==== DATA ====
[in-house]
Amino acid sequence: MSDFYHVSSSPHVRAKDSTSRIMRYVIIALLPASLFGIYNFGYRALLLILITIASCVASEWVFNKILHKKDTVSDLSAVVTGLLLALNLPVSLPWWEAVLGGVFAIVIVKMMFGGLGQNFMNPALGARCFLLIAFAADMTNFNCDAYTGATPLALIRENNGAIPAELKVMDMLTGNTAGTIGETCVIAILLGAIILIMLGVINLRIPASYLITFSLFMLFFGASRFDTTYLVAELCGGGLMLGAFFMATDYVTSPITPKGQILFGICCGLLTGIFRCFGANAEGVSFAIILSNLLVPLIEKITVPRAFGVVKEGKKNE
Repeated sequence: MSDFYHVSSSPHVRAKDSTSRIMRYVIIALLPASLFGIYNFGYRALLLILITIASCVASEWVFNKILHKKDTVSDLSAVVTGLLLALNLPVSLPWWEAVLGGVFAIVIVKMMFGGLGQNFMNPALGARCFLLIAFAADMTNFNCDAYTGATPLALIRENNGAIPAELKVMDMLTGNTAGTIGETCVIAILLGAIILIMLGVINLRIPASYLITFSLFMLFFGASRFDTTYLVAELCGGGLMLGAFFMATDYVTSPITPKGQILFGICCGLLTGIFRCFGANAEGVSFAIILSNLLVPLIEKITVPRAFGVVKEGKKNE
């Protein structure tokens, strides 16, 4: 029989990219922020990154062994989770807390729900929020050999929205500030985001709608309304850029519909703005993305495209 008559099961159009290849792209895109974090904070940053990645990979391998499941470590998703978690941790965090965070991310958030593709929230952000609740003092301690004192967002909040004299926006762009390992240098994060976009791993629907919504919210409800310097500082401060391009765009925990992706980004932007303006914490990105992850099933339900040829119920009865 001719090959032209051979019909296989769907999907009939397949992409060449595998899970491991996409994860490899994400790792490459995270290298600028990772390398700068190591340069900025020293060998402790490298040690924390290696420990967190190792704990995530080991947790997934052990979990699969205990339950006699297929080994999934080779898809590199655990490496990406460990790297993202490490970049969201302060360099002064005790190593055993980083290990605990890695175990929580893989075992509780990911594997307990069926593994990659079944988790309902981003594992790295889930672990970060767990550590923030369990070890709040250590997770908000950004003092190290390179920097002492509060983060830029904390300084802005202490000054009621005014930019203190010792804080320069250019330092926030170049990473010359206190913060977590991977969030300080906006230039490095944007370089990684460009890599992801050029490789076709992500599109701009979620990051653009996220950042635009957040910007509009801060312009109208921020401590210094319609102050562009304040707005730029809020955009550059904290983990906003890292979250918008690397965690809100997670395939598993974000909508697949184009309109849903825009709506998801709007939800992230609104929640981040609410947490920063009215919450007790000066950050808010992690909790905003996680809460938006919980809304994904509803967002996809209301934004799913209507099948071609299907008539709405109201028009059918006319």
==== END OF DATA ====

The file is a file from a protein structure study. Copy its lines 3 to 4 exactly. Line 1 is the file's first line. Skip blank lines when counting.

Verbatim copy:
Repeated sequence: MSDFYHVSSSPHVRAKDSTSRIMRYVIIALLPASLFGIYNFGYRALLLILITIASCVASEWVFNKILHKKDTVSDLSAVVTGLLLALNLPVSLPWWEAVLGGVFAIVIVKMMFGGLGQNFMNPALGARCFLLIAFAADMTNFNCDAYTGATPLALIRENNGAIPAELKVMDMLTGNTAGTIGETCVIAILLGAIILIMLGVINLRIPASYLITFSLFMLFFGASRFDTTYLVAELCGGGLMLGAFFMATDYVTSPITPKGQILFGICCGLLTGIFRCFGANAEGVSFAIILSNLLVPLIEKITVPRAFGVVKEGKKNE
């Protein structure tokens, strides 16, 4: 029989990219922020990154062994989770807390729900929020050999929205500030985001709608309304850029519909703005993305495209 008559099961159009290849792209895109974090904070940053990645990979391998499941470590998703978690941790965090965070991310958030593709929230952000609740003092301690004192967002909040004299926006762009390992240098994060976009791993629907919504919210409800310097500082401060391009765009925990992706980004932007303006914490990105992850099933339900040829119920009865 001719090959032209051979019909296989769907999907009939397949992409060449595998899970491991996409994860490899994400790792490459995270290298600028990772390398700068190591340069900025020293060998402790490298040690924390290696420990967190190792704990995530080991947790997934052990979990699969205990339950006699297929080994999934080779898809590199655990490496990406460990790297993202490490970049969201302060360099002064005790190593055993980083290990605990890695175990929580893989075992509780990911594997307990069926593994990659079944988790309902981003594992790295889930672990970060767990550590923030369990070890709040250590997770908000950004003092190290390179920097002492509060983060830029904390300084802005202490000054009621005014930019203190010792804080320069250019330092926030170049990473010359206190913060977590991977969030300080906006230039490095944007370089990684460009890599992801050029490789076709992500599109701009979620990051653009996220950042635009957040910007509009801060312009109208921020401590210094319609102050562009304040707005730029809020955009550059904290983990906003890292979250918008690397965690809100997670395939598993974000909508697949184009309109849903825009709506998801709007939800992230609104929640981040609410947490920063009215919450007790000066950050808010992690909790905003996680809460938006919980809304994904509803967002996809209301934004799913209507099948071609299907008539709405109201028009059918006319």